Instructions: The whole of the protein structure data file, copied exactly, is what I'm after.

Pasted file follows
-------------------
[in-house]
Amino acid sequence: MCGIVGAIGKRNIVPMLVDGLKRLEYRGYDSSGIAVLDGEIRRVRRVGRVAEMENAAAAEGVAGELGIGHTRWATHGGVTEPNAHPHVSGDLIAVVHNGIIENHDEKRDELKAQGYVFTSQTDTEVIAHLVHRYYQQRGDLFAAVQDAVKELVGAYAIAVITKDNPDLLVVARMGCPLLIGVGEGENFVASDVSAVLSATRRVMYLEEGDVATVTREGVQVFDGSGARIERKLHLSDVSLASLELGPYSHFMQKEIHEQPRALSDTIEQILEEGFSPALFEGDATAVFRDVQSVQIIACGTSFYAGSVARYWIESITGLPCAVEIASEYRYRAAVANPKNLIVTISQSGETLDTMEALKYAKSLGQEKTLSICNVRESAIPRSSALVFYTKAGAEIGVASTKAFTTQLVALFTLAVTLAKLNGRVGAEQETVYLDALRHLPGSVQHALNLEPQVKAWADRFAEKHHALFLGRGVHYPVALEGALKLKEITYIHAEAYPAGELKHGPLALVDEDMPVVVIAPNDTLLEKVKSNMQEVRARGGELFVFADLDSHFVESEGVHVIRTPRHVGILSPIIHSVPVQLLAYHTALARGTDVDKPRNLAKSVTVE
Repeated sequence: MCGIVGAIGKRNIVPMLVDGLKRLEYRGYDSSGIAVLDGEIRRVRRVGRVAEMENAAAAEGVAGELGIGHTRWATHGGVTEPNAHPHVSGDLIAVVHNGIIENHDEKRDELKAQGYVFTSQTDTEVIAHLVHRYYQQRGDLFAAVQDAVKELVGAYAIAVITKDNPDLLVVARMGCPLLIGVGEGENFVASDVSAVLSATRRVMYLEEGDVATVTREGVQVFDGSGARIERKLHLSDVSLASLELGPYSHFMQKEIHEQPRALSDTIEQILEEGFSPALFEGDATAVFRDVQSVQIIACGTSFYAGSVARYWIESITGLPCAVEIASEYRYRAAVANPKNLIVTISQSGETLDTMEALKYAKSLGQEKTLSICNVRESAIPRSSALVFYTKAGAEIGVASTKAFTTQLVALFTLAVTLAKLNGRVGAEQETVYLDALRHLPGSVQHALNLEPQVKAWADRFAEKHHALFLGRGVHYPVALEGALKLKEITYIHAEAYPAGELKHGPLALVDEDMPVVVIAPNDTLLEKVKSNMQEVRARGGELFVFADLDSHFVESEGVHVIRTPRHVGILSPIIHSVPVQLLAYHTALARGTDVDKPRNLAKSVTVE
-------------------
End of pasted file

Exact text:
[in-house]
Amino acid sequence: MCGIVGAIGKRNIVPMLVDGLKRLEYRGYDSSGIAVLDGEIRRVRRVGRVAEMENAAAAEGVAGELGIGHTRWATHGGVTEPNAHPHVSGDLIAVVHNGIIENHDEKRDELKAQGYVFTSQTDTEVIAHLVHRYYQQRGDLFAAVQDAVKELVGAYAIAVITKDNPDLLVVARMGCPLLIGVGEGENFVASDVSAVLSATRRVMYLEEGDVATVTREGVQVFDGSGARIERKLHLSDVSLASLELGPYSHFMQKEIHEQPRALSDTIEQILEEGFSPALFEGDATAVFRDVQSVQIIACGTSFYAGSVARYWIESITGLPCAVEIASEYRYRAAVANPKNLIVTISQSGETLDTMEALKYAKSLGQEKTLSICNVRESAIPRSSALVFYTKAGAEIGVASTKAFTTQLVALFTLAVTLAKLNGRVGAEQETVYLDALRHLPGSVQHALNLEPQVKAWADRFAEKHHALFLGRGVHYPVALEGALKLKEITYIHAEAYPAGELKHGPLALVDEDMPVVVIAPNDTLLEKVKSNMQEVRARGGELFVFADLDSHFVESEGVHVIRTPRHVGILSPIIHSVPVQLLAYHTALARGTDVDKPRNLAKSVTVE
Repeated sequence: MCGIVGAIGKRNIVPMLVDGLKRLEYRGYDSSGIAVLDGEIRRVRRVGRVAEMENAAAAEGVAGELGIGHTRWATHGGVTEPNAHPHVSGDLIAVVHNGIIENHDEKRDELKAQGYVFTSQTDTEVIAHLVHRYYQQRGDLFAAVQDAVKELVGAYAIAVITKDNPDLLVVARMGCPLLIGVGEGENFVASDVSAVLSATRRVMYLEEGDVATVTREGVQVFDGSGARIERKLHLSDVSLASLELGPYSHFMQKEIHEQPRALSDTIEQILEEGFSPALFEGDATAVFRDVQSVQIIACGTSFYAGSVARYWIESITGLPCAVEIASEYRYRAAVANPKNLIVTISQSGETLDTMEALKYAKSLGQEKTLSICNVRESAIPRSSALVFYTKAGAEIGVASTKAFTTQLVALFTLAVTLAKLNGRVGAEQETVYLDALRHLPGSVQHALNLEPQVKAWADRFAEKHHALFLGRGVHYPVALEGALKLKEITYIHAEAYPAGELKHGPLALVDEDMPVVVIAPNDTLLEKVKSNMQEVRARGGELFVFADLDSHFVESEGVHVIRTPRHVGILSPIIHSVPVQLLAYHTALARGTDVDKPRNLAKSVTVE